FPI Bulletin: Vladimir Kara-Murza and Russia’s Future

February 3, 2017

The news that Vladimir Kara-Murza, a democratic opposition leader in Russia, has again fallen gravely ill in Moscow is a horrible shock, yet not a surprise. In May 2015, Kara-Murza experienced a similar crisis. Doctors then could not explain his sudden collapse and kidney failure; a toxicology test showed high levels of metal in his system. Of the most recent incident, Kara-Murza’s lawyer suspects poisoning.

The odds of such an event happening twice seem astronomically high. That it should happen just as Russian-backed separatists escalated their attacks in eastern Ukraine has raised concerns that these are deliberately timed challenges to a new American administration that looks weaker on Russian aggression abroad and repression at home than its predecessor.

Mr. Kara-Murza is a politician and journalist, well known and highly respected in Washington and European capitals. His powerful public speaking and writing have challenged both Putin’s authoritarianism and the weak response from the democracies. About the former, he is brave and uncompromising. Regarding the latter, he is polite, yet devastating. He says that it is up to Russians to bring about democracy but that it is vital for Americans and Europeans to stay true to their principles. Anything else undermines him and his colleagues.

Kara-Murza gently corrects us if we assign the crimes of the Putin regime to “Russia.” Writing in the Washington Post in 2014, Kara-Murza explained that Russia’s democratic opposition leaders opposed the war in Ukraine, understanding that it was intended to distract Russians from Putin’s domestic failures and to prevent a successful model of democracy from taking root next door. “Consider the irony,” he wrote, “that, while Putin’s officials justified the invasion by citing the need to ‘protect Russians in Ukraine,’ Putin’s police forces were arresting and beating Russians on the streets of Moscow and St. Petersburg for protesting against war.”

Like his friend the murdered opposition leader Boris Nemtsov, Kara-Murza helped bring about the passage of landmark human rights legislation in 2012, the so-called Magnitsky sanctions, named for Sergei Magnitsky, the tax lawyer who died from abuse in jail, where he was put for resisting official corruption. Kara-Murza insists that the visa bans and financial sanctions established by the Magnitsky Act are pro-Russian, and appreciated by most Russian citizens even if they fear saying so publicly given the current high level of repression.

After Nemtsov was assassinated in February 2015, Kara-Murza pressed Congress to adapt the sanctions to include Russian propagandists who incited violence against Nemtsov by calling him an enemy of the state. He continued working in Russia after Nemtsov’s death. Astonishingly, after recovering from near death in 2015, he returned to Russia again.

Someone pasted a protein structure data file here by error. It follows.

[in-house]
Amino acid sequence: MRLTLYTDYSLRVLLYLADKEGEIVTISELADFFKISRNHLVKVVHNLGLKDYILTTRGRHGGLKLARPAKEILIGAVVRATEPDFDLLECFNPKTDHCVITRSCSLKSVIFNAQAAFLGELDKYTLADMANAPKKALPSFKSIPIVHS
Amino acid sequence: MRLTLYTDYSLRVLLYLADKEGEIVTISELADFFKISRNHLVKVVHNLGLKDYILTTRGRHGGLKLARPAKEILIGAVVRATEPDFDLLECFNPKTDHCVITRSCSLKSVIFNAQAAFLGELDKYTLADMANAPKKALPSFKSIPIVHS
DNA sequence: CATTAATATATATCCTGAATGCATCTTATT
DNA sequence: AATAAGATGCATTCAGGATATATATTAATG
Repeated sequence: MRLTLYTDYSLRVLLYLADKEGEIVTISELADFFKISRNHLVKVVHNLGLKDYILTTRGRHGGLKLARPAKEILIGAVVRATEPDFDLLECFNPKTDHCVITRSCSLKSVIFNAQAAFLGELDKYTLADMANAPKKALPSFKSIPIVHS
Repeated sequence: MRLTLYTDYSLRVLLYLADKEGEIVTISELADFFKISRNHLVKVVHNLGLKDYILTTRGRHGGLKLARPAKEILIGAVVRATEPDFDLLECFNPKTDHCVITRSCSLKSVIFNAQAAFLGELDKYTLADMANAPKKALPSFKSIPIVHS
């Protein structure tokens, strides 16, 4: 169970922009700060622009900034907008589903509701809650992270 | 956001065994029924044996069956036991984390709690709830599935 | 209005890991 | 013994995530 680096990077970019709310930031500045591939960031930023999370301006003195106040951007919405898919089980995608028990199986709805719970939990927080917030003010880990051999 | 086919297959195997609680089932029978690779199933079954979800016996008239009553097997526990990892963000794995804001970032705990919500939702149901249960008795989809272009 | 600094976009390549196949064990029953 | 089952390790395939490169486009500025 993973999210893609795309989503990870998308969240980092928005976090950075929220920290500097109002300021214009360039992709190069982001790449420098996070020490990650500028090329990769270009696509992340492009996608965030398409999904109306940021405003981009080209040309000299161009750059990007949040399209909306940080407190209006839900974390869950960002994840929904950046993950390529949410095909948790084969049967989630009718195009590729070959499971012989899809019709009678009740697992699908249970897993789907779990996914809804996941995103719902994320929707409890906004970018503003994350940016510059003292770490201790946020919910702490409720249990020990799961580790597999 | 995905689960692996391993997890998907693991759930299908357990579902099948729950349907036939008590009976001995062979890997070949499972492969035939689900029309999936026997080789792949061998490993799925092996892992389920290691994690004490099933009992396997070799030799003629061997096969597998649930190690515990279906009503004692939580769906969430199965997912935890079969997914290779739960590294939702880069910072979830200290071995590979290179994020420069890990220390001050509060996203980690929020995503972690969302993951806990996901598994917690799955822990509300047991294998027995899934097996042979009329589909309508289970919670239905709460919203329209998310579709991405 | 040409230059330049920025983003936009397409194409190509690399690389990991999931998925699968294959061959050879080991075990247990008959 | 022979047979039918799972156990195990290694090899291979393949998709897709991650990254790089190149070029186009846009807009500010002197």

Last year, he participated in the democratic opposition coalition’s campaign for the September 2016 Duma elections. The ticket performed very badly after a season of dirty tricks and election rigging by the government. Kara-Murza resigned from the party at the end of the year over the inclusion of an anti-Semitic nationalist on the ticket. Recently Kara-Murza toured Russia with a documentary he made about Nemtsov, and was preparing for a march marking the second anniversary of Nemtsov’s assassination at the end of this month.

The circumstances of Kara-Murza’s illness are unclear, and may remain so. Nevertheless, this is a test of President Trump, who entered office too credulous of Vladimir Putin. This is also an opportunity for the administration to demonstrate its understanding of American interests and values by expressing concern for Kara-Murza and American support for democratic freedoms in Russia. The first step will be to offer help to Kara-Murza’s wife and children, longtime U.S. residents.

At his confirmation hearing, Secretary of State Rex Tillerson responded to a question about the long record of deadly attacks on Russia’s democrats, journalists and human rights activists by saying he lacked “sufficient information” and prefers to “deal with the facts.” To get the facts, you must want to have them.

Vladimir Kara-Murza recovered after his last unexplained health crisis. We hope and believe he will again. Perhaps when he does, he can brief Mr. Tillerson on the facts of the threat Russia’s democratic opposition politicians deal with every day.

Mission Statement

The Foreign Policy Initiative seeks to promote an active U.S. foreign policy committed to robust support for democratic allies, human rights, a strong American military equipped to meet the challenges of the 21st century, and strengthening America’s global economic competitiveness.
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